Described by The New York Times as a "low-key Republican" who became an "ardent champion" of the court's liberal wing, Stevens wrote the majority opinions in major cases, including one that prevented military commissions from conducting trials for Guantánamo detainees and another declaring that the Constitution does not permit executing the mentally disabled.

But the bow tie-wearing justice wasn't held in high regard for his jurisprudence alone. Stevens was also reportedly known around the court for being a nice guy, treating others "with sensitivity and respect," the Times reports.

One former law clark, Christopher Eisgruber, wrote in a 1993 essay about Stevens' actions during a party for new law clerks. An older male justice instructed one of the few female clerks present at the party to serve coffee before Stevens arrived. When he got there, Stevens walked up to the young clerk and thanked her for serving the coffee. Then he made her stop. "I think it's my turn now," he said before taking over the job.

Read more about the heartwarming anecdote and Stevens' legacy at The New York Times. Tim O'Donnell

12:28 p.m.

Rep. Brad Sherman (D-Calif.) during a congressional hearing on Wednesday offered a brutal assessment of Facebook's cryptocurrency Libra, suggesting it will make the company more dangerous to the United States than Osama bin Laden.

Sherman spoke as members of the House Financial Services Committee questioned Facebook's David Marcus about the company's forthcoming cryptocurrency, Libra, which it announced last month.

"We're told by some that innovation is always good," Sherman said. "The most innovative thing that happened this century is when Osama bin Laden came up with the innovative idea of flying two airplanes into towers. That's the most consequential innovation, although this may do more to endanger America than even that."

Lawmakers hit Marcus with difficult questions throughout both Wednesday's hearing and a Tuesday hearing before the Senate Banking Committee, with Rep. Maxine Waters (D-Calif.) urging Facebook to stop its development of Libra because she has "serious concerns" that if it goes forward, the company will "wield immense economic power that could destabilize currencies and governments," CNN reports.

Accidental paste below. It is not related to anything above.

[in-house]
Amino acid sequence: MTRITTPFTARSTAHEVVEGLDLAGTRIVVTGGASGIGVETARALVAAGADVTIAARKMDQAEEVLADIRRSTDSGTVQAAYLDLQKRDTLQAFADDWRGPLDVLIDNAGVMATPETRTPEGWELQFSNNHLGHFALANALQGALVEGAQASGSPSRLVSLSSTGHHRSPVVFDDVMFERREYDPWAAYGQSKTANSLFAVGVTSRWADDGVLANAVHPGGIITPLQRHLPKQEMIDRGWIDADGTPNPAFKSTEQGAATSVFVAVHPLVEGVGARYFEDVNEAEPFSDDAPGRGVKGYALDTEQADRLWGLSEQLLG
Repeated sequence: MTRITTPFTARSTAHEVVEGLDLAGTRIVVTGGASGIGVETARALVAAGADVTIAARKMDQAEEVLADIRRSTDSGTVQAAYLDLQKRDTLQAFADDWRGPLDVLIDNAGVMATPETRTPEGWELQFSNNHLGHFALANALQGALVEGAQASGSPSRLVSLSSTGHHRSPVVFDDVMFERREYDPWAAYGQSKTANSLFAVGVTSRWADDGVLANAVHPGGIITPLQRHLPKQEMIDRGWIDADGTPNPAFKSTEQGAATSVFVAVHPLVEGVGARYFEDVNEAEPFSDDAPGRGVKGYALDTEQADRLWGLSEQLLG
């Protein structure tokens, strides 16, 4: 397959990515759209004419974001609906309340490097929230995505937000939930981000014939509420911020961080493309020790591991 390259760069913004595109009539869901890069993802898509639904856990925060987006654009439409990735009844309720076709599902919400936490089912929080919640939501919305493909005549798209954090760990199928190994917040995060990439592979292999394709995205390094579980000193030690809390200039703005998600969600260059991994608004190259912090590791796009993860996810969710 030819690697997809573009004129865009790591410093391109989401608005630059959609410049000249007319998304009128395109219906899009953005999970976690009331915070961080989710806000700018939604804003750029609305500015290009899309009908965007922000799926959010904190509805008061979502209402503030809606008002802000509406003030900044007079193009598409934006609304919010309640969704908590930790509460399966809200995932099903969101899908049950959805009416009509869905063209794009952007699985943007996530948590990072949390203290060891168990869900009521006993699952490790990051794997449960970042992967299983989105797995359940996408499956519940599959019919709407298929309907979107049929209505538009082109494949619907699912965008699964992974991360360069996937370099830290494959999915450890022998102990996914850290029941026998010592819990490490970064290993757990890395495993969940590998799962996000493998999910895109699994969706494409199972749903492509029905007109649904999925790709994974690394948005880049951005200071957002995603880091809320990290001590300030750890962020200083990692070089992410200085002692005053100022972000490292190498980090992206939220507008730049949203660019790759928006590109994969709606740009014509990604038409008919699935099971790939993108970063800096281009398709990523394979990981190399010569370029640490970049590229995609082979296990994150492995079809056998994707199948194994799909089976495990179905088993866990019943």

But Sherman went much further in the hearing, going on to call Libra a "godsend to drug dealers and sanctions evaders and tax evaders" and blast CEO Mark Zuckerberg as someone who "invades the privacy of ordinary Americans and sells it to the highest bidder."

Sherman also told Zuckerberg that "if cryptocurrency is used to finance the next horrific terrorist attack against Americans, 100 lawyers standing in a row, charging $2,000 an hour, are not going to protect his rear end from the wrath of the American people." Watch the congressman's comments below. Brendan Morrow

12:27 p.m.

Human anatomy means nothing when it's time to form a snappy comeback.

On Tuesday, the House voted to condemn President trump for his racist attacks against four Democratic congresswomen, while Trump tweeted to defend himself by saying "I don't have a racist bone in my body." 2020 contender and former Vice President Joe Biden got a crack at all those developments on Wednesday, and when confronted with Trump's claim of a racism-free skeleton, Biden responded by saying "that means he has no bones."

Biden has repeatedly called Trump "racist" over the course of his presidency, and the recent controversy over Trump telling congressmembers to "go back" to the countries they came from has been no exception. Yet in response to Republicans in the House refusing to do so during Tuesday's condemnation vote, Biden told ABC News "they know better." He did stop short of calling the GOP House members racist themselves. Kathryn Krawczyk

11:42 a.m.

Joaquin "El Chapo" Guzmán will likely spend the rest of his life behind bars.

The notorious Mexican drug cartel leader was found guilty in February on all ten counts against him, including narcotics trafficking and murder. And on Wednesday in a Brooklyn, New York federal court, he was sentenced to life in prison plus 30 years for what Judge Brian Cogan called Guzmán's "overwhelming evil," CNBC reports.

Guzmán was previously imprison at two maximum-security facilities in Mexico, but broke free twice and was most recently captured in early 2016 and extradited to the U.S. the next year. He's since been held in a Manhattan jail where, ahead of his Wednesday sentencing, Guzmán said he underwent "psychological, emotional, and mental torture 24 hours a day," per The New York Times. Breaking the silence he'd maintained throughout all of the three-month trial, Guzmán also alleged that he'd been denied a fair trial "when the whole world was watching," NBC News reports.

On the other side, the head of New York's Drug Enforcement Administration called Wednesday's sentencing "justice not only for the Mexican government, but for all of Guzmán's victims in Mexico," the Times reports. Guzmán will likely be sent to America's highest security prison in Colorado, and also must pay $12.6 billion in restitution. Still, Guzmán's former Sinaloa cartel has "hardly faltered despite the arrest of some of the group's top leaders," nonprofit investigative group InSight Crime reported in October. Kathryn Krawczyk